When seeds and grains are sprouted, not only does their digestibility improve, their flavor and nutrient level increase as well. Numerous studies have shown that sprouts carry higher amounts of protein, fiber, fatty acids, vitamins (A, E, C and B), folate, beta-carotene and minerals (iron, zinc and potassium). Some claim that vitamin levels increase up to 5 times, and in particular, vitamin C as much as 30 times!
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Sally Fallon, president of the Weston Price Foundation and author of the book Nourishing Traditions, adds another important health benefit: “Sprouting inactivates aflatoxins, potent carcinogens found in grains.”
Not all seeds can be sprouted, though. Seeds that have been polished, pasteurized, irradiated or treated with chemicals won’t sprout. To make sure you get seeds that will, buy only raw, organic ones from reputable sources.
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Sprouts are prone to spoilage, too, just like any raw or fermented foods we eat. Contamination with salmonella, E.coli, listeria and other bacteria can lead to food-borne illnesses. Before sprouting, rinse seeds thoroughly, and use only purified or filtered water for soaking. Always wash your hands thoroughly before handling your sprouts. Keep kitchen counters and sprouting equipment clean. Store finished sprouts in the fridge in sealed glass containers and consume them within 3 days. To reduce the risk of infection, health organizations recommend eating sprouts cooked.
How to Sprout
The easiest and cheapest way to sprout at home is to use a wide-mouthed jar fitted with a sprouting lid, a nylon net, cheesecloth or any mesh material that’s big enough to cover the opening. To hold the net in place, use an elastic or heavy rubber band. (You can also use a bowl and a colander for this purpose.) Fill a third of the jar with your chosen seed or grain, and soak them in warm, clean water overnight. In the morning, drain the jar and replace with fresh water. Shake it, rinsing the seeds as you do. Drain again, replace the water, and rinse until the water is clear. Make a final and thorough drain. Lay the jar on its side to make sure the air can flow and the seeds can “breathe.” Leave it on the kitchen counter away from sunlight. Repeat the process of rinsing and draining every few hours, or at least twice a day until your sprouts are ready.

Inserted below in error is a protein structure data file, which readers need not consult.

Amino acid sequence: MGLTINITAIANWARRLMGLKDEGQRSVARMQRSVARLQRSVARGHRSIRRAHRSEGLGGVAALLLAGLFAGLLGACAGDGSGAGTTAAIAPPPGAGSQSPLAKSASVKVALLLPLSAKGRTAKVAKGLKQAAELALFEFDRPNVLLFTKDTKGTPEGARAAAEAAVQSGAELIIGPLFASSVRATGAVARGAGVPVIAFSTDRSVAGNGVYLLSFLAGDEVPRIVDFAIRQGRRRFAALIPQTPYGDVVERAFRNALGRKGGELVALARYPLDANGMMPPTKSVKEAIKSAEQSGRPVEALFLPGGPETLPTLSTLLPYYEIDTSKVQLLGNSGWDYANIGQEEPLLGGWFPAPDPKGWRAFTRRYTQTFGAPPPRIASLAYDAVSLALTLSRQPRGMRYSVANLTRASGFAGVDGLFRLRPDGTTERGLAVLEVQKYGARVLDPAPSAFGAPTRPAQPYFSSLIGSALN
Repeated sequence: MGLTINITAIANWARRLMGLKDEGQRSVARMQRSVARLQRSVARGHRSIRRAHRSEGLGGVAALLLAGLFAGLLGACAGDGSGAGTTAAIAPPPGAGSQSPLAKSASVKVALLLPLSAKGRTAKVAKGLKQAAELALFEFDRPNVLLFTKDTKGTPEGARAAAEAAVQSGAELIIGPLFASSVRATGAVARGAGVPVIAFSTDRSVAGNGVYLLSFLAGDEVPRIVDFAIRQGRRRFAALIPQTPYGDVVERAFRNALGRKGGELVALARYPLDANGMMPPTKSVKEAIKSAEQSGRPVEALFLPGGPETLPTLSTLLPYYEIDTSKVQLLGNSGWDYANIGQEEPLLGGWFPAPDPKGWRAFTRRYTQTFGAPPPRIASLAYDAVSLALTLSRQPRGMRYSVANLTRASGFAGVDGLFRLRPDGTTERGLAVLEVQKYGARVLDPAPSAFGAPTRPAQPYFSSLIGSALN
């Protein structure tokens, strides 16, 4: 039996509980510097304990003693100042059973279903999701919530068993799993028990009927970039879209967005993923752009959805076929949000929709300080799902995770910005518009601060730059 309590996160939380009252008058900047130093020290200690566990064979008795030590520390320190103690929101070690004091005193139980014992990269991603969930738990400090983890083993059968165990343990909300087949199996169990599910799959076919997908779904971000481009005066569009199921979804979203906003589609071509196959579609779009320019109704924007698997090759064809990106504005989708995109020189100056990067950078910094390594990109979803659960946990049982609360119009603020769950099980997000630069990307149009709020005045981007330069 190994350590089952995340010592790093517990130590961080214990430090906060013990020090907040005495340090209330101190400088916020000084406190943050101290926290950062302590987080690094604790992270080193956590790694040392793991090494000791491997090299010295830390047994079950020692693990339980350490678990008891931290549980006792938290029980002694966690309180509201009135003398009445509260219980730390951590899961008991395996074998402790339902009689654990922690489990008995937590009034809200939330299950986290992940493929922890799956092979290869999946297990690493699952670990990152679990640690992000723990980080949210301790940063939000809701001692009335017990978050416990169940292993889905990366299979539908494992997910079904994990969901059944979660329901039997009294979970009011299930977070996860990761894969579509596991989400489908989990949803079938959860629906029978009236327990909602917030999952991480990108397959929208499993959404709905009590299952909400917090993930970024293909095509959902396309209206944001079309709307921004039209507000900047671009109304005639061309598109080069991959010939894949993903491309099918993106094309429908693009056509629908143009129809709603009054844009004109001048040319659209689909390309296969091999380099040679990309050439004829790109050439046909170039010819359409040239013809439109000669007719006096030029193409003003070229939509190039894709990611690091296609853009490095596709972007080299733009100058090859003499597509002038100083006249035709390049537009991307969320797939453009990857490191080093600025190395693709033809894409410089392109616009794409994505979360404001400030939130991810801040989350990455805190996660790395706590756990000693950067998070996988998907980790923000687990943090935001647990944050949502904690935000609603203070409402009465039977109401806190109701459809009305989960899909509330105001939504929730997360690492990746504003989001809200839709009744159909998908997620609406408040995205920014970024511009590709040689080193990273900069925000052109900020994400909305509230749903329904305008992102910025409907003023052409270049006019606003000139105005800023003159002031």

Most seeds will sprout on the second day but others take up to five days. You can refer to this table to see the standard sprouting time for specific seeds.
Your sprouts will be ready when they grow tiny tails, 1/8 inch to about 2 inches long. They’re at their peak when the shoots are roughly the length of the seed itself. Give them a final rinse and expose them to the sun if possible, to green them up a bit and allow them to dry. (Damp sprouts can spoil easily.)
Store in the fridge or enjoy right away!
What are your sprouting tips? Share them in the section below: